Diabetes is a metabolic disorder that is characterized by the body’s failure to effectively utilize glucose for a variety of physiologic processes. For some individuals, they may have an inherently defective insulin mechanism where the body is simply not producing enough insulin to move glucose molecules from the blood and into the cells. In many other individuals, especially those towards their middle ages, diabetes is more a condition whereby the body’s insulin may be affected by other factors that severely undermines its ability to move glucose. For example, if the body produces sufficient amounts of insulin but has lost its ability to use insulin effectively, then the body is said to be in a state of insulin resistance. And this is what causes glucose to build up in the blood leading to a pre-diabetic state.
The relationship between diabetes and exercise is based on the physiology of glucose utilization. Cells need glucose primarily for energy. Studies show that sedentary lifestyle and faulty eating habits lead to obesity which is a major determinant in the development of insulin resistance. It is for this reason that, while hypoglycaemic medications can help reduce blood glucose, getting regular exercise and eating sensibly remain the cornerstone of diabetic management.
Physical exercise help burn fat to reduce the impact of insulin resistance. The more body fat that is lost, the better it is for insulin to perform its function. Furthermore, exercise can help reduce the stress which many diabetics have because of their condition. Cortisol, a major stress hormone, effectively blocks the production of insulin in an attempt to force the body to use glucose as fuel necessary for the fight or flight response during stress. Cortisol also has a constricting effect on blood vessels restricting the more efficient flow of blood. Diabetics who are in extreme stress are therefore, more vulnerable to the damaging effects of chronic hyperglycaemia. It is for this reason that exercise is needed to help bring about a more balanced sense of wellbeing and to mitigate the effects of stress.
One does not need to hit the gym in order to perform exercises. Any activity that can make you feel good about yourself and help you burn calories and lose weight are considered good for a diabetic. This means that you don’t have to really restrict your physical activity to those exercises in the gym. Here are some physical activities and exercises that are considered safe and effective even for diabetics who are already in their 40s and beyond.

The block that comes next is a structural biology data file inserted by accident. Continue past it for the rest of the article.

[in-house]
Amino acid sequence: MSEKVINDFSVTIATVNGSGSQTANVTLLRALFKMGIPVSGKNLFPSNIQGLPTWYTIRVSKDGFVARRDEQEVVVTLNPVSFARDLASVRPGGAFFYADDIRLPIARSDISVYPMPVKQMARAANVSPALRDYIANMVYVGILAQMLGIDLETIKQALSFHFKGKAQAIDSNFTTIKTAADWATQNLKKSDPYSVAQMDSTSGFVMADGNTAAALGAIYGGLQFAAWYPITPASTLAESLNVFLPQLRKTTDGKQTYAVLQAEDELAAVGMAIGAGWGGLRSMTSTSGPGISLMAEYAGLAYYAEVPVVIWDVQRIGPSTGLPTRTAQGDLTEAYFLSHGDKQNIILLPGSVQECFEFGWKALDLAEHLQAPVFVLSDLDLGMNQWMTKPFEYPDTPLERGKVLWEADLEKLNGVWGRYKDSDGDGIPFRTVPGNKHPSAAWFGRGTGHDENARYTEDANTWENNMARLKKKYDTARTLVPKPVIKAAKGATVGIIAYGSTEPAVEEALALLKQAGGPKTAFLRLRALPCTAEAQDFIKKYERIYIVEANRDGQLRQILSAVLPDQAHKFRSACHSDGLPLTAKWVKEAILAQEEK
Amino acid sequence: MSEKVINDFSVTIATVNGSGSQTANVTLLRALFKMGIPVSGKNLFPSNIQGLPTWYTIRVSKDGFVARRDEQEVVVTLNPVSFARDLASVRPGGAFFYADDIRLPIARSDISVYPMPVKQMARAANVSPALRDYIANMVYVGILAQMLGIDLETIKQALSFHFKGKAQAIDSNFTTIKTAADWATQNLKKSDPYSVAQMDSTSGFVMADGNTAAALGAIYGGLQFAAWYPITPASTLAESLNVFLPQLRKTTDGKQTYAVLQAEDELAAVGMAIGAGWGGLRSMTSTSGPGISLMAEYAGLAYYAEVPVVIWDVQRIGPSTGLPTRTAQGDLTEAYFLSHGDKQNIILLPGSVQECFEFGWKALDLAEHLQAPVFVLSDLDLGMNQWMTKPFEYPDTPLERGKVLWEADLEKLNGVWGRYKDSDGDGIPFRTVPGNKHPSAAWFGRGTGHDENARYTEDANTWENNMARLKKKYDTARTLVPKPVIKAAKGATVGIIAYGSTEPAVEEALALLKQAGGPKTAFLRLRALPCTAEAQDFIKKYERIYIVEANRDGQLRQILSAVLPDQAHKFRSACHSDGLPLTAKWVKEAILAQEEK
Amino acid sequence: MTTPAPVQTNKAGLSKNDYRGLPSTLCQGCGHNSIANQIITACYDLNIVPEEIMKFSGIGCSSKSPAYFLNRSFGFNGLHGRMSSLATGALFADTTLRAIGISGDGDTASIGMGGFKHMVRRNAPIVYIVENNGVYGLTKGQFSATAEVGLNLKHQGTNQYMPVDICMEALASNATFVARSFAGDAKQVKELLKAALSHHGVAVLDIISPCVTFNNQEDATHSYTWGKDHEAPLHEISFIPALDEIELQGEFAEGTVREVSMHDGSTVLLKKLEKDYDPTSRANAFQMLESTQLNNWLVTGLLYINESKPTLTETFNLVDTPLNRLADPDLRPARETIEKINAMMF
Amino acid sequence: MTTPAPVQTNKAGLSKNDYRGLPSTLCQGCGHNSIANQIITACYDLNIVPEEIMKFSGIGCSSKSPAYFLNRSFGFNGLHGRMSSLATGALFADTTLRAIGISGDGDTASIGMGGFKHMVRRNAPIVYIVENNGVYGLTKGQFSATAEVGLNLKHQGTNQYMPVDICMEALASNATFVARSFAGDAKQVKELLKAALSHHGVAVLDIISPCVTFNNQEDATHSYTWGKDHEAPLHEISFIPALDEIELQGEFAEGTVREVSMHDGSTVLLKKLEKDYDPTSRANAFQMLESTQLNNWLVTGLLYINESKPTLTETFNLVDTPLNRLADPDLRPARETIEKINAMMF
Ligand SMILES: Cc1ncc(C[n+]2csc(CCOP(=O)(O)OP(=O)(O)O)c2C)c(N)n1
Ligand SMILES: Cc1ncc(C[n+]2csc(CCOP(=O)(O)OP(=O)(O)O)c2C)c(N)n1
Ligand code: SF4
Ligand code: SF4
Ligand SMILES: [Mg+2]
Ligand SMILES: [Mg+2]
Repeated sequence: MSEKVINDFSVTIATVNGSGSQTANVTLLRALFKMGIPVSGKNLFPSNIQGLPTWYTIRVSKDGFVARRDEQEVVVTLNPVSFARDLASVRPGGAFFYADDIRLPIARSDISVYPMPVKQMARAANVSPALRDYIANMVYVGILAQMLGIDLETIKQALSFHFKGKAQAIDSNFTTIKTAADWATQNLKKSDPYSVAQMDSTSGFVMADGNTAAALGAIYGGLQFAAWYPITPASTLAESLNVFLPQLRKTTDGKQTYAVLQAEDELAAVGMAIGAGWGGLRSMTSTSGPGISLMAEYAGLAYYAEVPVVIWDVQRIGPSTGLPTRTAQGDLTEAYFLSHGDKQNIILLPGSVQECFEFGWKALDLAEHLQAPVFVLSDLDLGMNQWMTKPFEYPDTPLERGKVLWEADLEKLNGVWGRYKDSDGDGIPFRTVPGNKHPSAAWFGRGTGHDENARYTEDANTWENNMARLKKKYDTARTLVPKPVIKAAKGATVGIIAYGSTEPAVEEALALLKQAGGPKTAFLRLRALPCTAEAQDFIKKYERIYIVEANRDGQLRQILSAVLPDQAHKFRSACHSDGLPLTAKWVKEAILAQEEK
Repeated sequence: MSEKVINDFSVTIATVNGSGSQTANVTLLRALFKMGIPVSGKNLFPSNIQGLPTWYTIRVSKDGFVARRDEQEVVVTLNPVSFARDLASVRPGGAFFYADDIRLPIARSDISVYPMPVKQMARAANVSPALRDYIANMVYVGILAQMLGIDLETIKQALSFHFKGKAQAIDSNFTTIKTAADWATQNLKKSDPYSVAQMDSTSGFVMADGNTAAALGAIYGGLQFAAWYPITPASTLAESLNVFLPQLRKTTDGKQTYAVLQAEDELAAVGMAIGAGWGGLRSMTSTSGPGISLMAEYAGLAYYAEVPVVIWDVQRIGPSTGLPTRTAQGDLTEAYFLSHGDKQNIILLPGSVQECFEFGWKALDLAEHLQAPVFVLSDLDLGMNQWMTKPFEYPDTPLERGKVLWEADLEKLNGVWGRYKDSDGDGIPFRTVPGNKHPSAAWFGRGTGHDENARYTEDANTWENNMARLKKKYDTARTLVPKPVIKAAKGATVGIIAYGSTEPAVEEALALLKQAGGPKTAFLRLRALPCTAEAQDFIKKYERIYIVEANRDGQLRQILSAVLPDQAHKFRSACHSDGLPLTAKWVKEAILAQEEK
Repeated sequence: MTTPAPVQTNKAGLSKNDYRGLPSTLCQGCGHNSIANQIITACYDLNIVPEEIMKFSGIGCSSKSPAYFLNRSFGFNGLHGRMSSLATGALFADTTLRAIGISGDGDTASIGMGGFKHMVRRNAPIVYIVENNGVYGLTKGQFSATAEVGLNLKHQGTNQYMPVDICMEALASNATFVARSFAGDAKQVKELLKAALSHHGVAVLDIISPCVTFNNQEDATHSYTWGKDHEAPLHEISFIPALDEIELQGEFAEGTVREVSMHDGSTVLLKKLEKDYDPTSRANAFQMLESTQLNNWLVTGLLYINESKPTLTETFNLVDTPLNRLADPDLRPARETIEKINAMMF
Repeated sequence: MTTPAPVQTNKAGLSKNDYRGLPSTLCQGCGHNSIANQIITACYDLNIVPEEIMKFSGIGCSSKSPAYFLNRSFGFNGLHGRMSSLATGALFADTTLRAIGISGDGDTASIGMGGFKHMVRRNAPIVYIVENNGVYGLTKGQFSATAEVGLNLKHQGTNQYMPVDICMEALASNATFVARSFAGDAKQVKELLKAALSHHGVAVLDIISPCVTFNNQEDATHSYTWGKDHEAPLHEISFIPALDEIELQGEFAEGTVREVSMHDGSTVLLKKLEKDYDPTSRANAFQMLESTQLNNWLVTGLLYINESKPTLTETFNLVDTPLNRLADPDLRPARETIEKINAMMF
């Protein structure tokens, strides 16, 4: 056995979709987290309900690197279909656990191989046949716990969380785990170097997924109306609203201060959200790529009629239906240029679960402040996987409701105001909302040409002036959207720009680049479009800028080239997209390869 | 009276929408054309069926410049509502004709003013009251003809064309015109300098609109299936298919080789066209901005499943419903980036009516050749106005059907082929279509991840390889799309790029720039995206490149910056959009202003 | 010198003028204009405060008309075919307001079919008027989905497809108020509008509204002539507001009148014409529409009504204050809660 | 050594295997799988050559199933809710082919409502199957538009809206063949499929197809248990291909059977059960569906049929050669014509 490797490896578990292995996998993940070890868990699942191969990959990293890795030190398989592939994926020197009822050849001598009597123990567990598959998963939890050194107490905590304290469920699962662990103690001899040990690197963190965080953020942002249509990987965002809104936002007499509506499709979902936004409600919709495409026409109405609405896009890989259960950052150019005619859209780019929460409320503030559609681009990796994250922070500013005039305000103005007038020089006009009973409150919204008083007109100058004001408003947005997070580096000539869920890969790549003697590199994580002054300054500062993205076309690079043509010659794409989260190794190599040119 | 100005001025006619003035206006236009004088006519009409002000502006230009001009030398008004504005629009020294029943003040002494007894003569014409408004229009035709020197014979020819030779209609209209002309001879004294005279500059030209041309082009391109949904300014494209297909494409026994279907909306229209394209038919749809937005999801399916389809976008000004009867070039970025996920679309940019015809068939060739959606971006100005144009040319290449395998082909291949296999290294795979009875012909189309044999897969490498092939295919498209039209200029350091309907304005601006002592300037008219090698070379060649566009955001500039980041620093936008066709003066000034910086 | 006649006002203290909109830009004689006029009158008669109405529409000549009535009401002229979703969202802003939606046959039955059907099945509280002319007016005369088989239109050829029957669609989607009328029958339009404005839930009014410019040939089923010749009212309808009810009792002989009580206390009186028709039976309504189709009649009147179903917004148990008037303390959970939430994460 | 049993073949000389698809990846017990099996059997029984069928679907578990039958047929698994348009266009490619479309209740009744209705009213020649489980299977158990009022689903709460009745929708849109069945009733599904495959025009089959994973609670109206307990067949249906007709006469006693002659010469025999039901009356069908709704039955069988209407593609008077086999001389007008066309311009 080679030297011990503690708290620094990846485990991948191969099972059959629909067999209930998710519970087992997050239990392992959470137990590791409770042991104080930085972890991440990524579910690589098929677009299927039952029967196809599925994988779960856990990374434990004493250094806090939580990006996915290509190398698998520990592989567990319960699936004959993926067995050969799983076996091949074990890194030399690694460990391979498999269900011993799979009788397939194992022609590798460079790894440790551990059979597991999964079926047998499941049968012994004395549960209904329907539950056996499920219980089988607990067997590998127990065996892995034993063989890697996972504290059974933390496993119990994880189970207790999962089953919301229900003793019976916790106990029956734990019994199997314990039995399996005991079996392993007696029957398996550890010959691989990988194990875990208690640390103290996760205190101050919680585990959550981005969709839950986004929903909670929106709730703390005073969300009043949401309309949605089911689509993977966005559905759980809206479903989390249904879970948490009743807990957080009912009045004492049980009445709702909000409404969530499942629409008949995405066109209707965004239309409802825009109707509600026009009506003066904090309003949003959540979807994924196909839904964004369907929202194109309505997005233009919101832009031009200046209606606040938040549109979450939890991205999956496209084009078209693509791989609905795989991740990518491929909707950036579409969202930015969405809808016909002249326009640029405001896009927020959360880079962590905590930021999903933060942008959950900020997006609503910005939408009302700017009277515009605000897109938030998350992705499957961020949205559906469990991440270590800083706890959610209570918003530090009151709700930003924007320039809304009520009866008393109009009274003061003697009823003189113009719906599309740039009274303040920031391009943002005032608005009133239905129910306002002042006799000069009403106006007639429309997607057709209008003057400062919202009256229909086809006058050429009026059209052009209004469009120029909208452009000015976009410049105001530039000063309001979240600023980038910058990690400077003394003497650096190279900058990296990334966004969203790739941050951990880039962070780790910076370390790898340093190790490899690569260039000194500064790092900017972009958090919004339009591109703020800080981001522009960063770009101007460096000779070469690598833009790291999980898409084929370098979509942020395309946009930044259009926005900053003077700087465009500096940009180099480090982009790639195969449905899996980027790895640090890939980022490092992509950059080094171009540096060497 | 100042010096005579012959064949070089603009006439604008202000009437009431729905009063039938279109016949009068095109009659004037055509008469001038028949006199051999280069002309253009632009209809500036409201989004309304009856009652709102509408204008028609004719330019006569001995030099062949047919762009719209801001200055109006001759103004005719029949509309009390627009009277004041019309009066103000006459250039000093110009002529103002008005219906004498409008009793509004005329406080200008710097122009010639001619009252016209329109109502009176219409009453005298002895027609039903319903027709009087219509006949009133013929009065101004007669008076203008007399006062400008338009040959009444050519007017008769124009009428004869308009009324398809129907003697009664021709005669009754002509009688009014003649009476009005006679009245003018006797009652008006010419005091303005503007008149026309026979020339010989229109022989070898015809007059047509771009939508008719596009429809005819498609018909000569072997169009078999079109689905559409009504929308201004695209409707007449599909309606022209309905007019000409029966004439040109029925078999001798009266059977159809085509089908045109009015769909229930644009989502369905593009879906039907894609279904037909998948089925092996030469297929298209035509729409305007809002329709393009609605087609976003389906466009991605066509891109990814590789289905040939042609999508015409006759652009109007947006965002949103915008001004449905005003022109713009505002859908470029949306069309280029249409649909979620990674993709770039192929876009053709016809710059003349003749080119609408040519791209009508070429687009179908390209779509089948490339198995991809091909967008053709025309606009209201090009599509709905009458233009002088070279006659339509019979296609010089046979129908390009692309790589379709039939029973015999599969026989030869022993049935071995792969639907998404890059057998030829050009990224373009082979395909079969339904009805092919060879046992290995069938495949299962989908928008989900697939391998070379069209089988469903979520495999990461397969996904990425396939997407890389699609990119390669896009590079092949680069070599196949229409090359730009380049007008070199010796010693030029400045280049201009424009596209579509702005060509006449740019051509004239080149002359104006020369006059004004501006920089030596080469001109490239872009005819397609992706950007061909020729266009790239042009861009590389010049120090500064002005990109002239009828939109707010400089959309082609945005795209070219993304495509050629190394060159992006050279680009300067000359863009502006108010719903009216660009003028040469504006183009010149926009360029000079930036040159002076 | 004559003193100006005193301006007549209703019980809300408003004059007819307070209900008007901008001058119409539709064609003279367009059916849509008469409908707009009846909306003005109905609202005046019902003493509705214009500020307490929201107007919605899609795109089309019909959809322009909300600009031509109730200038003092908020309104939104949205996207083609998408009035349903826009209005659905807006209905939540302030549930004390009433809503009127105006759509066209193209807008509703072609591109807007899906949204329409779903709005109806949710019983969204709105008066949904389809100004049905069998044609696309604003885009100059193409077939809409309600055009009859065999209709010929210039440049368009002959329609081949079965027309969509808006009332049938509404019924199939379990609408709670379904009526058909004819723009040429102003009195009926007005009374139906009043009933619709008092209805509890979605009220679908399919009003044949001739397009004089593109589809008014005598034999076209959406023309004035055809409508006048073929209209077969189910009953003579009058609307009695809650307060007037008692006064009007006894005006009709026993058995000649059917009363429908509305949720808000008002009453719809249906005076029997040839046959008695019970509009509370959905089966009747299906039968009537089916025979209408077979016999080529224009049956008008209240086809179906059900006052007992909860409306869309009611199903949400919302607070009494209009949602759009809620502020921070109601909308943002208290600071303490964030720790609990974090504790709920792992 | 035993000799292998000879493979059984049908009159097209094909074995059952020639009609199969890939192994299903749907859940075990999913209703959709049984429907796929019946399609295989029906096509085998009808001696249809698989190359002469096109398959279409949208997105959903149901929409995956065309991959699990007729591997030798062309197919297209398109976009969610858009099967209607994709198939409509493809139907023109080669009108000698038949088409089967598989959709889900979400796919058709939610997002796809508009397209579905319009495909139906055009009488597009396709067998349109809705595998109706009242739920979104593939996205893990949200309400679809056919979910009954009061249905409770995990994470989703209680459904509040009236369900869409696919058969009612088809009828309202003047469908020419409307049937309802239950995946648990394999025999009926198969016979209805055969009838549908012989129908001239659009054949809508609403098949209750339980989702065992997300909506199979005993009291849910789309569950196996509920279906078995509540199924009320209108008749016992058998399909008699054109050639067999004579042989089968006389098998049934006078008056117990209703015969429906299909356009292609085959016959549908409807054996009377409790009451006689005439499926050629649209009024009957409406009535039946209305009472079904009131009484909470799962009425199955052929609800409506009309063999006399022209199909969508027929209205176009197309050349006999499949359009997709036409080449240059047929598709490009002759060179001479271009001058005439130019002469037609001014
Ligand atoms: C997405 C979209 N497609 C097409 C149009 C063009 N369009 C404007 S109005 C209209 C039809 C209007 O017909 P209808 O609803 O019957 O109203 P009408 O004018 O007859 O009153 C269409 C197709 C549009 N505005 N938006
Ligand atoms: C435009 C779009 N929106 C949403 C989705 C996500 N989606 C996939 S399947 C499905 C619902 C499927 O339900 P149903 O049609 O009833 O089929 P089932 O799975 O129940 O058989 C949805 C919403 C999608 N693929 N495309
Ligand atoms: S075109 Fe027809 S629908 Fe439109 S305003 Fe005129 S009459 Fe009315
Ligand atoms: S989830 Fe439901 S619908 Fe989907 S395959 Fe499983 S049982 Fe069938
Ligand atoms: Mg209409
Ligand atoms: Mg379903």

- Walking or jogging – Definitely one of the most practical ways to stay fit, keep your heart rate slightly elevated, and burn calories. Just make sure that you wear the correct shoes to mitigate the impact to your feet. One of the major issues of diabetics is the occurrence of problems in the feet. You need to make sure that you are not putting too much pressure on your feet.
- Swimming – For diabetic individuals who may have serious weight issues, swimming is an excellent choice. The buoyant force of the water effectively minimizes the effect of gravity on body weight. Since the body is suspended in water, moving the different limbs can eliminate the impact on joints as well as the feet.
- Water aerobics – For a more vigorous swimming activity, water aerobics will be a great way to stay really focused in burning those calories in a very efficient way. Aerobics in the water provides additional resistance training as the body attempts to move against the volume of water. This is something that is missing in an aerobic exercise in the gym.
- Cycling – Whether it is a bicycle or a stationary or exercise bike, cycling is a fun way to help manage your diabetes. While the focus is on the leg muscles, it nevertheless helps in speeding the heart rate to develop cardiovascular endurance as well as improved muscle tone. Improving muscle tone can help in the more efficient burning of calories to help you regain control of your insulin functioning.
- Tai Chi – While this may not really be considered a physical exercise in the strictest form, it does provide you an opportunity to be mindful of body movements. The goal is for you to manage your stresses, feel more relaxed and calm, and be able to mitigate the negative effects of cortisol on insulin functioning.
- Dancing – You don’t have to dance the Zumba to gain control over your diabetes. Any moderate to high intensity dance can help you burn those calories while at the same time having fun. You are addressing both the stress component of your diabetes and the insulin resistance of your body.
There are other exercises that you can do if you are diabetic. The important thing to remember is to combine physical activity and good diet and you should do well in your diabetes management.